Wine And Meat Pairings Done Correctly

You have arrived at a great restaurant. You have picked a delicious dish from the menu. The waiter hands you the wine list. There are so many options to choose from. How do you pick the best one for your meal? Let’s take a look at how to get right to it…

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Wine With Beef

We are often concerned with how to cook steak, i.e. rare, medium or well done. However, choosing the right wine is just as important. Your wine of choice all depends on the type of beef you are going to have. If you are tucking into a fatty cut of beef, such as skirt steak or filet mignon, then you should go for a bold red wine, like Napa Cabernet or Barolo. If you’ve chosen a dish with a lean cut of beef, such as sirloin, you should go for a light or medium-bodied red wine. For the best Mexican beef dishes, book your group or private dining at Barrio Queen and try their Alambre Beef Tacos!

Wine With Lamb

When compared with beef, lamb is a lot more delicate in flavour and thus your choice of wine also needs to be lighter and more delicate, otherwise, it will overpower the flavour of the meat. Petit Verdot or Malbec will work really well. 

Wine With Veal

Veal is a type of meat that goes well with red and white wine. It all depends on how you are going to enjoy the meat. If you are having veal chops Pinot Noir or Chianti Classico goes well. Cotes du Rhone works beautifully with a veal stew, whilst Chardonnay is ideal for breaded veal cutlets.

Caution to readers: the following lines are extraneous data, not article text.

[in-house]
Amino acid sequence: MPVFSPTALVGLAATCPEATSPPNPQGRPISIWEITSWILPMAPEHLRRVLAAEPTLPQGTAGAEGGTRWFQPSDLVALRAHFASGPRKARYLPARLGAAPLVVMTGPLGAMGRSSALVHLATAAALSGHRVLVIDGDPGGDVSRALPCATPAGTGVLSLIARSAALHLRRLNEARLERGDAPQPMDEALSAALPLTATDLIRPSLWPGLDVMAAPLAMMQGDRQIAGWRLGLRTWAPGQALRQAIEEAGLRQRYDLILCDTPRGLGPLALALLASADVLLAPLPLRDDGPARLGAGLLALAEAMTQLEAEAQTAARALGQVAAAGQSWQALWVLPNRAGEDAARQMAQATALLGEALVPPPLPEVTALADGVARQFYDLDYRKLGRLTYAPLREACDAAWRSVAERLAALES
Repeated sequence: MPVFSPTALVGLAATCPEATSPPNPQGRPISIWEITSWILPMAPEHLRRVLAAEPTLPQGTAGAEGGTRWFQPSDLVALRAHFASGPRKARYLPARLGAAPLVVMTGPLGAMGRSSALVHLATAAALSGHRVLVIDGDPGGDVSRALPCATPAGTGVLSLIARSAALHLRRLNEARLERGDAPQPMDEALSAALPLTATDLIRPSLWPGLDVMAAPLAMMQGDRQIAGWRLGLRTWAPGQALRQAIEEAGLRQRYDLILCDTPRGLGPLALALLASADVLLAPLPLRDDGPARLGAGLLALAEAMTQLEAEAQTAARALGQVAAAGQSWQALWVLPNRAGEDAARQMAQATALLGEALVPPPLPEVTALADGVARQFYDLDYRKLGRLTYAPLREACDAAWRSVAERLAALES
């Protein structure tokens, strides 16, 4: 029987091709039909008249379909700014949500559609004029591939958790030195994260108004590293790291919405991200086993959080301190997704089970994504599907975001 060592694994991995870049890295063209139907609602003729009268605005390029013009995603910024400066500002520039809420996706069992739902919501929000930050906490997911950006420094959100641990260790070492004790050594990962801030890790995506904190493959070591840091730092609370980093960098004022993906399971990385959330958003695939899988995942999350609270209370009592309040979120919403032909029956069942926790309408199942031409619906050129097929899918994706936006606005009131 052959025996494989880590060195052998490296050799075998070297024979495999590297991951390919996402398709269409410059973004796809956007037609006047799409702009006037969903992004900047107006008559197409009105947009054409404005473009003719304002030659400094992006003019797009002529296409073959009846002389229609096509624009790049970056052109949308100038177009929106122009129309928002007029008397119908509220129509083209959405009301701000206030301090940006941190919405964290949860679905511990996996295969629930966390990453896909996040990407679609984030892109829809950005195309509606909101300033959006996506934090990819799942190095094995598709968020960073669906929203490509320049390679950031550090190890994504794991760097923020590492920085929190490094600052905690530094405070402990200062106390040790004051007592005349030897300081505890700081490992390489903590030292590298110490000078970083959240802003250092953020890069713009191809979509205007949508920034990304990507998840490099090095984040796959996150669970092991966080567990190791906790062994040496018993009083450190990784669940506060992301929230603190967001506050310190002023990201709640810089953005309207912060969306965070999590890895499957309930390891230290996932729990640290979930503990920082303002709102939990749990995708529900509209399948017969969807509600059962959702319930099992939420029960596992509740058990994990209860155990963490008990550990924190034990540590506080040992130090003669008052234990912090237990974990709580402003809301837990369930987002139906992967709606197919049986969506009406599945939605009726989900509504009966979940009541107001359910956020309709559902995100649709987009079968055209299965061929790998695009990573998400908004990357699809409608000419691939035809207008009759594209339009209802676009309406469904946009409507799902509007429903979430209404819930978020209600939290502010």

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Wine With Duck

Duck tends to be suited to acidic wine, as the sharpness will cut through the fattiness of the meat. Most people tend to pair duck with Pinot Noir. This is a great option, but there are other wines you can go for, like Chianti, Barolo and Merlot. 

Wine With Pork

Finally, last on the list of how to pair wine and meat is how to pair wine with pork. The great thing about pork is that it goes well with both white and red wine. White wine, such as Chenin Blanc, goes especially well with roast or grilled pork. However, if you’re going to eat barbecued pork, a jammy red wine will go well, such as a Chilean Merlot or Australian Cabernet-Shiraz. 

Hopefully, you now have a better idea regarding the type of wine that you should pair with your meat. If you follow the advice that has been provided above, you are going to find it a lot easier to make a delicious meal or even to get enjoyment from your own meal next time you go to a restaurant. Of course, knowing what wine to buy is one thing but you still need to make sure that it is a high-quality version too.

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